Three Things You Should Know About the Space Command

Three Things You Should Know About the Space Command

The 11th warfighting command under the military shall function with the aim to protect and defend the space domain. Just like the confidential military space data, the operations and functioning of the U.S. Space Command will be kept a secret

Fremont, CA: U.S. President Donald Trump's move to set up and activate U.S. Space Command has been hailed by many as a necessary decision to warn all those who question U.S. dominance in space. Air Force Gen. John Raymond will lead the unified combatant command as commander of the U.S. Space Command. The 11th warfighting command under the military shall function with the aim to protect and defend the space domain. Just like the confidential military space data, the operations and functioning of the U.S. Space Command will be kept a secret.

The U.S. Space Command was first established in 1985. However, it was merged with U.S. Strategic Command in a post 9/11 realignment of military resources. While this may seem like a reactivation of the command, officials pointed out that the U.S. Spcaecom much different from its predecessor. It has been 17 years since the first U.S. Space Command was shut down, and things have changed rapidly. There is an increased dependency on satellites for every aspect of military operations. China and Russia's development of electronic and kinetic weapons is a worrisome factor for the U.S. government as it poses a threat to the U.S. satellites present in space. Under the U.S. Strategic command, the primary focus is of nuclear deterrence, which would leave space without an adequate amount of attention. U.S. Spacecom, on the other hand, gives top priority to space.

Here are three interesting facts about the U.S. Spacecom

Spacecom Established, not Operational

Commander Raymond has been authorized to build roughly a 300-personstaff at U.S. Space's temporary headquarters at Preston Air Force base, Colorado. Currently, Air Force Gen. John Raymond, is the second in command at the U.S. Spacecom. The organization will be supported by two on-field organizations; a Combined Force Space Component Command (CFSCC) at Vandenberg Air Force Base, California, and a Joint Task Force Space Defense (JTF-SD) at Schriever Air Force Base, Colorado.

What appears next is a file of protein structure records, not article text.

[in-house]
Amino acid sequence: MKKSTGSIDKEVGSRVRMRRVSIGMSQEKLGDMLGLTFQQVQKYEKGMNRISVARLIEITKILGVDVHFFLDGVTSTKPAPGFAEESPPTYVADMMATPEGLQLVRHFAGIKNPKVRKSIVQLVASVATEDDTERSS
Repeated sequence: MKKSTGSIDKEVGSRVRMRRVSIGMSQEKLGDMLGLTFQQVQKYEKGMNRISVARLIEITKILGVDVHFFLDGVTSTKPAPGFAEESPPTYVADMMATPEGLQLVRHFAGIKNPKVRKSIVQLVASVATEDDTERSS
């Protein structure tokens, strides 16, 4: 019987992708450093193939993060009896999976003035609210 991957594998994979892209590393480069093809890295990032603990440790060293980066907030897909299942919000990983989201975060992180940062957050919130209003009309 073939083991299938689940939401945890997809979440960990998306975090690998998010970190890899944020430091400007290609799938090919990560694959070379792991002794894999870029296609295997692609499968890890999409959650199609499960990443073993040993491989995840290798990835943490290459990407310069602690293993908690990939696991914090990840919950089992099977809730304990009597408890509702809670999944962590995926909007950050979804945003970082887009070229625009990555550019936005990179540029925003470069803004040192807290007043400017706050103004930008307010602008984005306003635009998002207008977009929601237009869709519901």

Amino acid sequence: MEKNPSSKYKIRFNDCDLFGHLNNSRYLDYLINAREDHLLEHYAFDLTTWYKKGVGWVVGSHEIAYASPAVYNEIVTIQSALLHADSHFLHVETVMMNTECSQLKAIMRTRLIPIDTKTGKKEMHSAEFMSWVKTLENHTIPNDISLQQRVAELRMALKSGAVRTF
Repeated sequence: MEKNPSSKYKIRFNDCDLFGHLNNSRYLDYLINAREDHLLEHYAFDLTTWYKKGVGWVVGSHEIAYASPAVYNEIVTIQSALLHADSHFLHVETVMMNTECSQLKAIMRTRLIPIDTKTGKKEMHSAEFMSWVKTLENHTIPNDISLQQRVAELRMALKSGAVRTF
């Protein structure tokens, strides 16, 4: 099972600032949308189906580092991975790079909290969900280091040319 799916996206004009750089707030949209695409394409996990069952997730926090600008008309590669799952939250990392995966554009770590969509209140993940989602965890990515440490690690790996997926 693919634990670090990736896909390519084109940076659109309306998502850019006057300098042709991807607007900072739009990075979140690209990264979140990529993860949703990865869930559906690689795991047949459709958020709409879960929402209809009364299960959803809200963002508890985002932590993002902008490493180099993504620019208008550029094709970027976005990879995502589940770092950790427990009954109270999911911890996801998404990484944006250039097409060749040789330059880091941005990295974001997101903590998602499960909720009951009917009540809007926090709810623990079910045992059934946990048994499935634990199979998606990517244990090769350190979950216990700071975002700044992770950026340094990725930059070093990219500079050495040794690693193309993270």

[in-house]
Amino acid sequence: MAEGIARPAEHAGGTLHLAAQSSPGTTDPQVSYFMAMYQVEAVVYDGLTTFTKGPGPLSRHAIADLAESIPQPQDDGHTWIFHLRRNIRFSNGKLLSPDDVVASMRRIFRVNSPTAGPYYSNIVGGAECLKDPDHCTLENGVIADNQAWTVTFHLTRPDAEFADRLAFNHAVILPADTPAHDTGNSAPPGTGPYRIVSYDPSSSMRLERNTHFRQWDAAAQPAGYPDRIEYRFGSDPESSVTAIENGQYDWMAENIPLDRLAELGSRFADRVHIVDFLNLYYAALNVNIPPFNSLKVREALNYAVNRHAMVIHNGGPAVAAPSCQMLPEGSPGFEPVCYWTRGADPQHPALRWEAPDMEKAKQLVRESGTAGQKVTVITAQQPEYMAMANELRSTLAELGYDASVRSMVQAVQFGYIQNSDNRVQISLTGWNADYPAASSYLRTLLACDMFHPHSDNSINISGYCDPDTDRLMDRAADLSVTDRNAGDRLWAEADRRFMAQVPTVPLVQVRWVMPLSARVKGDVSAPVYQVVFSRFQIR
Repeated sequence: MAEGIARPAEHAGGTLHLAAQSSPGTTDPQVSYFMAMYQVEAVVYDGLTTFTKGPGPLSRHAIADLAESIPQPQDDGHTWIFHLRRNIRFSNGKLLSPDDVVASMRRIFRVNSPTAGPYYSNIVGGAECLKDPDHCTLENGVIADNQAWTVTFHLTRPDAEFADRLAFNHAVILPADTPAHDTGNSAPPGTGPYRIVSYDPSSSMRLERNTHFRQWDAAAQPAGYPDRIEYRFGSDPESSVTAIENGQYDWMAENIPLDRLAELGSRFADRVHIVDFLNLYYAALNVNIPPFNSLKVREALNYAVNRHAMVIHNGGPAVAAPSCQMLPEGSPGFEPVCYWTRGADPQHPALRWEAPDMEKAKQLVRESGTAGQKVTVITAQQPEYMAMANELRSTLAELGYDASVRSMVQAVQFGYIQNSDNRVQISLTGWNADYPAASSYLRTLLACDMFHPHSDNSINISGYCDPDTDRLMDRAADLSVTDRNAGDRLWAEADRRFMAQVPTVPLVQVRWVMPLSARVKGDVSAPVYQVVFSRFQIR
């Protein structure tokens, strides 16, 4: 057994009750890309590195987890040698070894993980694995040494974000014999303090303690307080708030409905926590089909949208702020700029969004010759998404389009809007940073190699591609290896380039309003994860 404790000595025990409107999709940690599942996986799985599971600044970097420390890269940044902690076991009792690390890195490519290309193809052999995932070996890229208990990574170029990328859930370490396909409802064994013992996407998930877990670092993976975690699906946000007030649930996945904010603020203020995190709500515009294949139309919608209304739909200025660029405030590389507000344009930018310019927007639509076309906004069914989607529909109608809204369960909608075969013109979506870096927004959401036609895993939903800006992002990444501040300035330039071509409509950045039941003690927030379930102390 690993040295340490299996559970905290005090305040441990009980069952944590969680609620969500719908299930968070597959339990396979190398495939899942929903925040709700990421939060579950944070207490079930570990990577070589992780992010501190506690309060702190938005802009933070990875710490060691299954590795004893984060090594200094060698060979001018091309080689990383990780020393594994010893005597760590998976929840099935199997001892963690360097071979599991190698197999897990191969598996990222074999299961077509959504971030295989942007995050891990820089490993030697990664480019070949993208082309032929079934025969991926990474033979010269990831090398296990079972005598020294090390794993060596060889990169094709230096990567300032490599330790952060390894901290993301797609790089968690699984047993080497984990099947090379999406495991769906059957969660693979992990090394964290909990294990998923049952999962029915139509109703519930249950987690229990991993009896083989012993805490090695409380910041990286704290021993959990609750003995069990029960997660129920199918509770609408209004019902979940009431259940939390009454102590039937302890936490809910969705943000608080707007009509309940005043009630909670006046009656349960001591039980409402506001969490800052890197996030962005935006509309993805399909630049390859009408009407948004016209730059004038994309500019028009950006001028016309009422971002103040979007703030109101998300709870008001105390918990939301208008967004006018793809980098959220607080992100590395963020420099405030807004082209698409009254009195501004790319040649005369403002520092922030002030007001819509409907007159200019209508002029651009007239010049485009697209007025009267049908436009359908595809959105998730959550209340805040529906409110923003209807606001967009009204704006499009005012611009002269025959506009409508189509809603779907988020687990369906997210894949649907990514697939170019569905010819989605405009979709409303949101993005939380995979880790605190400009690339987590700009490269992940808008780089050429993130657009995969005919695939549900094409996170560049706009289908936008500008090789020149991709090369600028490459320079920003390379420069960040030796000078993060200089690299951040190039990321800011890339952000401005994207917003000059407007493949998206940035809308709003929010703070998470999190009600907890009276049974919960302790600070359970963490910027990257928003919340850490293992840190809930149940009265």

The CFSCC is currently tasked with overseeing over 70 Air Force, Army, and Navy space units and ensures space capabilities such as GPS navigation and satellite-based communications are available to the U.S. commanders and its allied nations. The JTF-SD is a new organization that operates along with the U.S. Intelligence Community, the Classified National Space Center. It will be in charge of identifying potential threats and preparing the options to defend satellites if they come under attack.

Working with Allies, in a Classified Way

Both the on-field teams for Spacecom are combined teams. Commander Raymond also seems to have been emphatic about building and improving partnerships with allies. Previously, the CSpOC was known the Joint Space Operations Center and was changed to Combined Space Operations Center, keeping the allies in mind. Partner nations with a permanent presence at the CSpOC include Australia, Canada, and the United Kingdom. The 2018 space warfare planning effort called Operation Olympic Defender has also been transferred to the U.S. Spacecom. The United Kingdom was the first country to join this mission then.

The Pentagon is often criticized for keeping threats as classified. According to Raymond, it is essential that the U.S. government makes its enemies aware of its capabilities and does not hold every information classified. The U.S. Spacecom will require the ability to discuss threats more openly in order to tackle the problem.

U.S. Spacecom vs. U.S. Space Force

The Spacecom is not the same as the Space Force, although the Trump administration is pushing for the establishment of the latter. There has been a lot of misconception that both the Space Force and the Spacecom are one entity. As a result, a large part of the Pentagon's outreach was towards explaining the difference between the two.

The U.S. Spacecom is a combatant command which is in charge of preparing all military operations in space. It is supported by service members, drawn mostly from the Air Force, Army, Navi, and Marine Corps. The Space Force will be set up as a service division under the Air Force Wing. The U.S. military shall provide the combatant commanders with the required weapons to be battle-ready.

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